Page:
Crying is for Winners

Have you ever seen a kid come off a wrestling mat, crying his eyes out because he lost?

Wrestling Sideways - Really

Wrestling Sideways - Really (Photo credit: Creativity+ Timothy K Hamilton)

Often, that kid will get told to be tough and stop crying.

That’s wrong.

I’m not opposed to teaching kids not to cry under most circumstances, but just after an intense competition, I love it.   It’s the best possible sign that the kids was pouring his soul into winning.   It means he was trying with everything he had.

It means he is–or will be–a winner.

When a kid, particularly a boy in a tough sport, is crying, you know he’s going to try harder and do better next time.

For all of the “tough guy” ability it takes to succeed as a wrestler, I’ve never seen another wrestler teasing the crier.   They’ve all been there.    Wrestling is a team sport, but you win or lose a match on your own.   When you step out in front of hundreds of people and spend 3 to 6 minutes giving every ounce of everything you have to give, only to find it’s not good enough, you’ll often find you don’t have the final reserve necessary to control your emotions.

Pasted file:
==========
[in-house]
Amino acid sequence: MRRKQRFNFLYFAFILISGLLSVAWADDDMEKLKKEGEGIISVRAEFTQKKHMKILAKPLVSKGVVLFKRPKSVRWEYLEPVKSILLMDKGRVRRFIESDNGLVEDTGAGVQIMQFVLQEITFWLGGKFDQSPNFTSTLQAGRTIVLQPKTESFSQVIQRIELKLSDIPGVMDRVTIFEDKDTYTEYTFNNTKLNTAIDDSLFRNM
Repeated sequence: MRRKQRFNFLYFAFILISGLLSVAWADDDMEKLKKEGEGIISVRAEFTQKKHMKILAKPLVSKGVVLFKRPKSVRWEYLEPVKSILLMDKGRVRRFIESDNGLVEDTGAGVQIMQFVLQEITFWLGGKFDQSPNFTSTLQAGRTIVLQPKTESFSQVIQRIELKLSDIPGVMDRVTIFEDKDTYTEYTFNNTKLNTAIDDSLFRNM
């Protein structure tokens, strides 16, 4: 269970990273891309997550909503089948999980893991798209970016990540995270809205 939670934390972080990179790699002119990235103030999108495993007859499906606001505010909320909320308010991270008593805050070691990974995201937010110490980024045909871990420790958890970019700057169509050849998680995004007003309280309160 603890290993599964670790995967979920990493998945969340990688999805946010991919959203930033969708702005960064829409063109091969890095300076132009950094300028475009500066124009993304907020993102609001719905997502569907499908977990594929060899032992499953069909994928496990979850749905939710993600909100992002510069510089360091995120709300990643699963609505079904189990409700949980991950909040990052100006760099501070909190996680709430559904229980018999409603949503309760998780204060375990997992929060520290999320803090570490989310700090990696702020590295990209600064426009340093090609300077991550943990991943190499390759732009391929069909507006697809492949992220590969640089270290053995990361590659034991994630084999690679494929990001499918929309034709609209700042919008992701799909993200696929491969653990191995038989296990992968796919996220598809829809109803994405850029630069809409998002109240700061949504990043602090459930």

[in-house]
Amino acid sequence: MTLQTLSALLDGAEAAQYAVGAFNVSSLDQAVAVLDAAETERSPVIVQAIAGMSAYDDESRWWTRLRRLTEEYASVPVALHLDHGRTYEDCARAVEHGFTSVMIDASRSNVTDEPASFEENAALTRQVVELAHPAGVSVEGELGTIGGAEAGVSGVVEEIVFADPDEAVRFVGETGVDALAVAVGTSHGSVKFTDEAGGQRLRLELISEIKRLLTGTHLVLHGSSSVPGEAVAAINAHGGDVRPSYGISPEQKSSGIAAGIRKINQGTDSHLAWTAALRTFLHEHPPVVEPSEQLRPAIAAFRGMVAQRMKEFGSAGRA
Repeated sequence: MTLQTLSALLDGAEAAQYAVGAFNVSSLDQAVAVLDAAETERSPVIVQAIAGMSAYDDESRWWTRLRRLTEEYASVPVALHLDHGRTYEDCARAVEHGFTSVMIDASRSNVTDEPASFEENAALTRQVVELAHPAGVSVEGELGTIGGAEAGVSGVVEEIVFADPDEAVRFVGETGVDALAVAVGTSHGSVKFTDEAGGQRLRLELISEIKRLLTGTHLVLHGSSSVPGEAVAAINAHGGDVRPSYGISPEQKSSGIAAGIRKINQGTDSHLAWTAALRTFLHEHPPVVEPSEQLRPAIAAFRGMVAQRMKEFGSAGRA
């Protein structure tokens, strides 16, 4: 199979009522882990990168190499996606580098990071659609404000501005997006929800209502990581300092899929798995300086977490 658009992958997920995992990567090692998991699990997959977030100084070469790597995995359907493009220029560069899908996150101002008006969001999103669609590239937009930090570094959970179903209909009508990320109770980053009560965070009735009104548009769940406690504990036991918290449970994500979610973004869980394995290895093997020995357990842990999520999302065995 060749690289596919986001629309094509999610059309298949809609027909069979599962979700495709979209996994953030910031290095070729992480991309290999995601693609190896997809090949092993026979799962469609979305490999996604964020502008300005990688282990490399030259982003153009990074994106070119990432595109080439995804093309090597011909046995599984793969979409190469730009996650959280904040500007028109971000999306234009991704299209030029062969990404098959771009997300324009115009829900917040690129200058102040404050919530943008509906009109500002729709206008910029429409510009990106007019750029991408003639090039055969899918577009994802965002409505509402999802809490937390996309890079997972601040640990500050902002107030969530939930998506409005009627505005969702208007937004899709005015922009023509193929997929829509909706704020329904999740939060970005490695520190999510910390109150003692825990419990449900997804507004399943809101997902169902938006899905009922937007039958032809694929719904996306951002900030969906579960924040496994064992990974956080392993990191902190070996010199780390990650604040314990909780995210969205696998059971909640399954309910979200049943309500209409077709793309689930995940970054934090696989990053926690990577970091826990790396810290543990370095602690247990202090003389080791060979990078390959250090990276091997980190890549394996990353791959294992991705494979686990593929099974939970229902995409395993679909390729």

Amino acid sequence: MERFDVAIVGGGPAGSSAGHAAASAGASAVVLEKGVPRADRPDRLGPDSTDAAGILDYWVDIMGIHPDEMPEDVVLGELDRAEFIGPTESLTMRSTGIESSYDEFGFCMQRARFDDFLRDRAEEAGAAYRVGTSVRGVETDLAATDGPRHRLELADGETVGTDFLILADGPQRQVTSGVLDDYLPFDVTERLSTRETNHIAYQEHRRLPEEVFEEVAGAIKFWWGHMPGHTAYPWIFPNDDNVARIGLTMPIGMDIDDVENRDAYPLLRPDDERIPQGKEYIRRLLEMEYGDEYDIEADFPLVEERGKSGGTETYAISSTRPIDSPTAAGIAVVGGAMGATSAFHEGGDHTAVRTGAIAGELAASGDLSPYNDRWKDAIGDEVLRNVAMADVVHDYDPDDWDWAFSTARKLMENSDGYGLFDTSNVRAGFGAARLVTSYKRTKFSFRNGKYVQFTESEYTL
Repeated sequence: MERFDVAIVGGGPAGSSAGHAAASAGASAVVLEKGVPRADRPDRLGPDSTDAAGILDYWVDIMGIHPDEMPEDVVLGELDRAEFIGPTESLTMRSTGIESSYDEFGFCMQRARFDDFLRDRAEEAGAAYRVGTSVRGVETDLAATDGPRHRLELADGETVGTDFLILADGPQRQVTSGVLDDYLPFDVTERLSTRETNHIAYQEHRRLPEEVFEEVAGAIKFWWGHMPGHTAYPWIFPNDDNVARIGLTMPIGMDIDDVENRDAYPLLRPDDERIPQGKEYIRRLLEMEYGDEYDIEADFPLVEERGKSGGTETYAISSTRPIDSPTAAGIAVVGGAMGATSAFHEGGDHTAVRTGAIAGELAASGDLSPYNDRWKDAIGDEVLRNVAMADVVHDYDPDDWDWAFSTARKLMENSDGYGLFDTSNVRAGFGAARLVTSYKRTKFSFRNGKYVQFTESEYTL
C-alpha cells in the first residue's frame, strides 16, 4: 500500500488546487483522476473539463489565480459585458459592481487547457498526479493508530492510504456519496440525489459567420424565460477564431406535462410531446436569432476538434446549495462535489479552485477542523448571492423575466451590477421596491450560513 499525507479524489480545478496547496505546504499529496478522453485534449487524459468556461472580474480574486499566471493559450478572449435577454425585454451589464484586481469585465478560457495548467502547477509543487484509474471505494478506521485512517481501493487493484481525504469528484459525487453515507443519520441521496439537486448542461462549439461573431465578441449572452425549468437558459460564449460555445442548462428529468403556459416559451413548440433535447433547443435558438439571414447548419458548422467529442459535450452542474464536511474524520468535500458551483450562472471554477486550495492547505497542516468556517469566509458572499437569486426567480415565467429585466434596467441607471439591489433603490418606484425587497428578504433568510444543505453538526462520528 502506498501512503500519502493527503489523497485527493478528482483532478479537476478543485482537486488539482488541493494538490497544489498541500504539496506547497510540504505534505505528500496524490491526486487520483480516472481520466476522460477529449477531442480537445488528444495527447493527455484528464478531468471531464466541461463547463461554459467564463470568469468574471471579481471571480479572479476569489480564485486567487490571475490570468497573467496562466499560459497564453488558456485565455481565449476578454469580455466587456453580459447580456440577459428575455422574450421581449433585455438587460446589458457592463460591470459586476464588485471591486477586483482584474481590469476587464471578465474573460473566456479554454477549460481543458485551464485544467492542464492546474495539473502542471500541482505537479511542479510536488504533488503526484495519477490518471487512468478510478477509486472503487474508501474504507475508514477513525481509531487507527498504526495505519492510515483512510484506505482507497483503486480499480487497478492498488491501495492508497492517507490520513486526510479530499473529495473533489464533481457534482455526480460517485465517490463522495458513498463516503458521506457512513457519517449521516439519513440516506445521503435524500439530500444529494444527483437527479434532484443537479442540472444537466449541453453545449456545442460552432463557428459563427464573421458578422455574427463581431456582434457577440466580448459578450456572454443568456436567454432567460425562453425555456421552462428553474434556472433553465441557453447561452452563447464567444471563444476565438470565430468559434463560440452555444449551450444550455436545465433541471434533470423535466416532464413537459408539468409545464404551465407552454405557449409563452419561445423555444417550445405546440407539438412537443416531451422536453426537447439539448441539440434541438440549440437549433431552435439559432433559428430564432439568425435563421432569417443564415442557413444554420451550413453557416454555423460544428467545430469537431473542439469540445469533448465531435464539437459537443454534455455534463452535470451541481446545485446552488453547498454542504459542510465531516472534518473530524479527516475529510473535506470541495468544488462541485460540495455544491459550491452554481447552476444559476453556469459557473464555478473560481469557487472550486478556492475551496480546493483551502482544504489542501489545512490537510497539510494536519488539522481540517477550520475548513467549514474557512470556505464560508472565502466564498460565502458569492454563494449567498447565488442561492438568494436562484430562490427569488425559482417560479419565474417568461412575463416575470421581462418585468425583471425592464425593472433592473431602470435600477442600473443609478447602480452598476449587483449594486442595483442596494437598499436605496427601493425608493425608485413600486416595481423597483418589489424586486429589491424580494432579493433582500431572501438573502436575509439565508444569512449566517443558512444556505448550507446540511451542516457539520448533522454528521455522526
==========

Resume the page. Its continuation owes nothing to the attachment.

This is different than a kid crying because he lost a game, just because he lost.   Some kids feel entitled to win anything they do, regardless of the effort they put it.  That’s also wrong.

Crying at a loss is okay after putting in maximum effort and full energy, not because the dice went the wrong way.

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    1. Reading this reminded me of a new internet meme I saw going around, #Bradying.

    2. I never really thought of this, but like it. This is the second useful thing that I have learned this morning alone by reading blogs.

    3. That’s true. I can see how crying from disappointment that his best wasn’t good enough could occur, but I also think you’re right that the kid will try harder or think smarter in the next competition.

    4. Very true! A boy named Aiden popped in my head instantly! In every sport he is in, he gives it his all, but his teammates are never at the same level. So when he loses, he’s pretty upset and always seems to have a tear in his eye. I always feel bad for the team, but especially him…

    5. It certainly shows that winning is very important to him emotionally. I’d be interested to see how that translates into action afterward.


    1. […] Real, Now: Crying Is for Winners – I’m not opposed to teaching kids not to cry under most circumstances, but just after an […]

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